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Thursday, 29 June, 2000, 07:54 GMT 08:54 UK
A sinister charmer
Sid Ahmed Rezala
Rezala had a long criminal record including rape
Sid Ahmed Rezala, who committed suicide awaiting extradition for the murder of Isabel Peake, was a personable man and doting father whose life spiralled into violence as a teenager, say those who knew him.

French police believe he was a real-life Jeckyll and Hyde character with a sinister, disturbing side bubbling just below the surface.

French police
Rezala sparked a massive Europe-wide manhunt
He was facing extradition to France over the murder of Isabel Peake, 20, a British exchange student whose battered body was found beside railway tracks in central France in October.

He was also believed to have killed Corinne Caillaux and Emilie Bazin.

Born in El Bar, Algeria, on 13 May 1979, Rezala moved with his parents, two brothers and sister to the southern French port of Marseilles in 1994.

According to friends and officials who dealt with him over the last five years, Rezala showed the first signs of delinquency at the age of 15 shortly after his family moved.

The son of a mechanic, he had done well at school in Algeria, but in Marseille began to spend his time with drug dealers and petty criminals.

His criminal record since obtained by some French newspapers shows as well as petty theft, he had been imprisoned for violent crime and sexual offences, including a serious sexual assault on a 14-year-old boy in 1995.


But between his jail terms, Rezala successfully worked as an apprentice baker. Good-looking and cheerful, he made friends easily.

He met his girlfriend Nadia Abdelmalek in 1997 and she had his baby daughter a year later.

In the same year he was sent to a young offenders institution at Lyunes, France, for pulling a knife on a French railway employee.

During his incarceration Ms Abdelmalek told him she was setting up home with another man.

Incensed by the rejection, Rezala is thought to have roamed France on near-deserted night trains after his release in June last year - taking revenge on women.

But, despite the innate cunning that allowed him to evade capture for so long, investigators said it was his continuing attachment to Ms Abdelmalek that led to his downfall and subsequent arrest in Lisbon on 12 January.


Having fled to the Portuguese capital via Spain, Rezala made a phone call to his girlfriend from a public call box - unaware that investigators in France had tapped her phone.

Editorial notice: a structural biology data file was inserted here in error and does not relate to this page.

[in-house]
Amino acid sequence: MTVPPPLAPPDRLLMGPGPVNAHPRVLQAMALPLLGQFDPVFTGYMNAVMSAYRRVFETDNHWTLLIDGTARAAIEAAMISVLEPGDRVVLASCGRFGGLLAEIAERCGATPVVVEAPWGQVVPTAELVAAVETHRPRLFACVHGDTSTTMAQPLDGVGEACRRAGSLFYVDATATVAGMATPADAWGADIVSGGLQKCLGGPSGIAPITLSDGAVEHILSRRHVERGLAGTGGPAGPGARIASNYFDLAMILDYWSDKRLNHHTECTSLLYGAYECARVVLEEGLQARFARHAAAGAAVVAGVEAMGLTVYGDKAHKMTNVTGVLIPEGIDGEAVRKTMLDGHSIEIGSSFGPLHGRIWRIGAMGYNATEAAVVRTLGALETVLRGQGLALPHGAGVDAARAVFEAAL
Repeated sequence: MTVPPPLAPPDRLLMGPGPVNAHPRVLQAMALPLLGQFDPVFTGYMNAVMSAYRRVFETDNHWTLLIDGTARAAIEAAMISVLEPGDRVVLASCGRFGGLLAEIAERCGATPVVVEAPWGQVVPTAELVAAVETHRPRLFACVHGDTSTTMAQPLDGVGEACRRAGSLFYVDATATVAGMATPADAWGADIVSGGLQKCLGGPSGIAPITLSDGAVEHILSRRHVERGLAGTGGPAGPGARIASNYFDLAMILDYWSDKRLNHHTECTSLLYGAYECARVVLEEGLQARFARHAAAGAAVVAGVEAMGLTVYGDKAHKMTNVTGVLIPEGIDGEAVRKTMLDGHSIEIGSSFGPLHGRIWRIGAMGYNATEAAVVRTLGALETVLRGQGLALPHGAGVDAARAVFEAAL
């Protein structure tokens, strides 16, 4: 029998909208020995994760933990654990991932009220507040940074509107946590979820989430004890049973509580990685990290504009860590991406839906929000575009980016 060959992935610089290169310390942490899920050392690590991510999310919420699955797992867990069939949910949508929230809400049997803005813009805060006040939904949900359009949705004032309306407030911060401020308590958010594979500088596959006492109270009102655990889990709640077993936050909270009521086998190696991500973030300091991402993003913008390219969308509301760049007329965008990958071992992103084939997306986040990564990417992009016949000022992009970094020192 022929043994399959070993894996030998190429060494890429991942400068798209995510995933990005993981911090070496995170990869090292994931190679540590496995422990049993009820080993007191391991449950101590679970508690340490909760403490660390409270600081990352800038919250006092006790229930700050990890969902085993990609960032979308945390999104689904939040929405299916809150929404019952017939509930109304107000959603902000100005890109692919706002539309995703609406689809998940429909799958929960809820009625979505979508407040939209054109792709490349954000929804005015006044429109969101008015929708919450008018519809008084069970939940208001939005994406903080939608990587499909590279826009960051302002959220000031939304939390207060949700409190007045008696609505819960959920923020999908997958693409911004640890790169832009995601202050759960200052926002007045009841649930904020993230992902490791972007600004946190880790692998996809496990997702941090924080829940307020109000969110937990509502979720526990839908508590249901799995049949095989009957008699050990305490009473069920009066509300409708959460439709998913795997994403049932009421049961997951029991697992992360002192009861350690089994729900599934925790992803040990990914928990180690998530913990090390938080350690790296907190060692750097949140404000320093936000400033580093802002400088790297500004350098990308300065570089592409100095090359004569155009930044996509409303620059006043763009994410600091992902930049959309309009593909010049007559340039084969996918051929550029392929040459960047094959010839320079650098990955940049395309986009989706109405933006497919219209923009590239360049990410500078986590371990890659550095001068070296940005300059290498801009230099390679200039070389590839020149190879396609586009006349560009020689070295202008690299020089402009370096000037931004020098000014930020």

Plainclothes officers swooped and the lengthy judicial process for extradition began.

In a controversial interview in French magazine Le Figaro last month, Rezala confessed to the murder of Ms Peake.

Her told a French journalist Aziz Zemouri that he saw a flash and felt "ordered" to kill her.

High on drink and drugs, he approached her at Limoges train station.

"She was going to Paris and planned to go on to England to see her bloke. She wanted to call him," he told the magazine.

Caxias prison hospital in Portugal
Caxias prison hospital where Rezala was being held
"She asked to use my mobile phone. I lent it to her. I have always helped other people. She telephoned her bloke and took a drag on my joint. I saw that flash again."

Rezala did not describe what happened next but an hour into the journey, Ms Peake was pushed from the train, possibly after a sexual assault.

Rezala added: "If anyone had done that to someone from my family, I would have killed the guilty person, I would have ripped his heart out and I would have eaten it."

The confession prompted fury from Ms Peake's parents and their lawyer claimed Rezala's behaviour, and media interview, were an act to appear mentally unstable because in France a killer with severe psychiatric problems cannot be brought to trial.

French Interior Minister Jean-Pierre Chevenement was also critical and said he doubted the article's authenticity.

But French police were reported to have said that Rezala made similar comments in off-the-record conversations with them.

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29 Jun 00 | Europe
Peake murder suspect found dead
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